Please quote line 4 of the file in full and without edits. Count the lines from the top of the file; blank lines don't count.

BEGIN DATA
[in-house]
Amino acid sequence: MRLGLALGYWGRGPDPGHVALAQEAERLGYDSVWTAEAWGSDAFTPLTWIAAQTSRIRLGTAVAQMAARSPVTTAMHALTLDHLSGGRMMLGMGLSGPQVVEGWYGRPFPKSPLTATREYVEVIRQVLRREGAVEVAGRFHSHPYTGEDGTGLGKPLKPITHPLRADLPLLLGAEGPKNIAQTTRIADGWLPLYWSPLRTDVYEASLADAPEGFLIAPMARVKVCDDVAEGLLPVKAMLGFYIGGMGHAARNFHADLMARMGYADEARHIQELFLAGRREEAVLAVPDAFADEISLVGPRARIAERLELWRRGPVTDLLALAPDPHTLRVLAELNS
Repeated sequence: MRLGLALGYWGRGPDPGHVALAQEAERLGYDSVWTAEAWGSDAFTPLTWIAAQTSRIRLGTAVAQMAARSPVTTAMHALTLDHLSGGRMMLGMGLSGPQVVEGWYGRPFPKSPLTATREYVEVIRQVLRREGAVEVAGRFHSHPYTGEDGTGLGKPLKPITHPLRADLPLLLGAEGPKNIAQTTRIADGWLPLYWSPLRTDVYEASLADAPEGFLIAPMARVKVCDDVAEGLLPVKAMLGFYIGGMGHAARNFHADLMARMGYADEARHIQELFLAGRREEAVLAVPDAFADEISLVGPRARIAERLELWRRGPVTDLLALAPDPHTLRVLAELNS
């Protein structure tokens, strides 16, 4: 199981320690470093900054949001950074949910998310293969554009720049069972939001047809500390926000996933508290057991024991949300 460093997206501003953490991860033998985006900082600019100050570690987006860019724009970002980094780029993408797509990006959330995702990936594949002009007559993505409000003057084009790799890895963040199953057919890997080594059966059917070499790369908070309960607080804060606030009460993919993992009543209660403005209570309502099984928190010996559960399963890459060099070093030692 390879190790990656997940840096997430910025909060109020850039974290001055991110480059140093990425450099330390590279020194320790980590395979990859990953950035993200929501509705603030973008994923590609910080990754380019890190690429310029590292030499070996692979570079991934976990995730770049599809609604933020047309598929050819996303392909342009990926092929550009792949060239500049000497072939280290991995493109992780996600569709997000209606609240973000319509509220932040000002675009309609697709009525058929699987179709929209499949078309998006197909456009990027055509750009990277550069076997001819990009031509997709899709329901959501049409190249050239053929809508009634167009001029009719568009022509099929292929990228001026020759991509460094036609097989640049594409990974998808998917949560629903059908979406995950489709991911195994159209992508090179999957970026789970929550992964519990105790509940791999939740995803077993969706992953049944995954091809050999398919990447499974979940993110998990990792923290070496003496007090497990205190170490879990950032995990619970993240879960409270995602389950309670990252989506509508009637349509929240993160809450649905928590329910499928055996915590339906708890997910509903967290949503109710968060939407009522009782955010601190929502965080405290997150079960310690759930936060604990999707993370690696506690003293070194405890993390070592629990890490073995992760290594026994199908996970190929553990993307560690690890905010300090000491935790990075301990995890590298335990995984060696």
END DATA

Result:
């Protein structure tokens, strides 16, 4: 199981320690470093900054949001950074949910998310293969554009720049069972939001047809500390926000996933508290057991024991949300 460093997206501003953490991860033998985006900082600019100050570690987006860019724009970002980094780029993408797509990006959330995702990936594949002009007559993505409000003057084009790799890895963040199953057919890997080594059966059917070499790369908070309960607080804060606030009460993919993992009543209660403005209570309502099984928190010996559960399963890459060099070093030692 390879190790990656997940840096997430910025909060109020850039974290001055991110480059140093990425450099330390590279020194320790980590395979990859990953950035993200929501509705603030973008994923590609910080990754380019890190690429310029590292030499070996692979570079991934976990995730770049599809609604933020047309598929050819996303392909342009990926092929550009792949060239500049000497072939280290991995493109992780996600569709997000209606609240973000319509509220932040000002675009309609697709009525058929699987179709929209499949078309998006197909456009990027055509750009990277550069076997001819990009031509997709899709329901959501049409190249050239053929809508009634167009001029009719568009022509099929292929990228001026020759991509460094036609097989640049594409990974998808998917949560629903059908979406995950489709991911195994159209992508090179999957970026789970929550992964519990105790509940791999939740995803077993969706992953049944995954091809050999398919990447499974979940993110998990990792923290070496003496007090497990205190170490879990950032995990619970993240879960409270995602389950309670990252989506509508009637349509929240993160809450649905928590329910499928055996915590339906708890997910509903967290949503109710968060939407009522009782955010601190929502965080405290997150079960310690759930936060604990999707993370690696506690003293070194405890993390070592629990890490073995992760290594026994199908996970190929553990993307560690690890905010300090000491935790990075301990995890590298335990995984060696």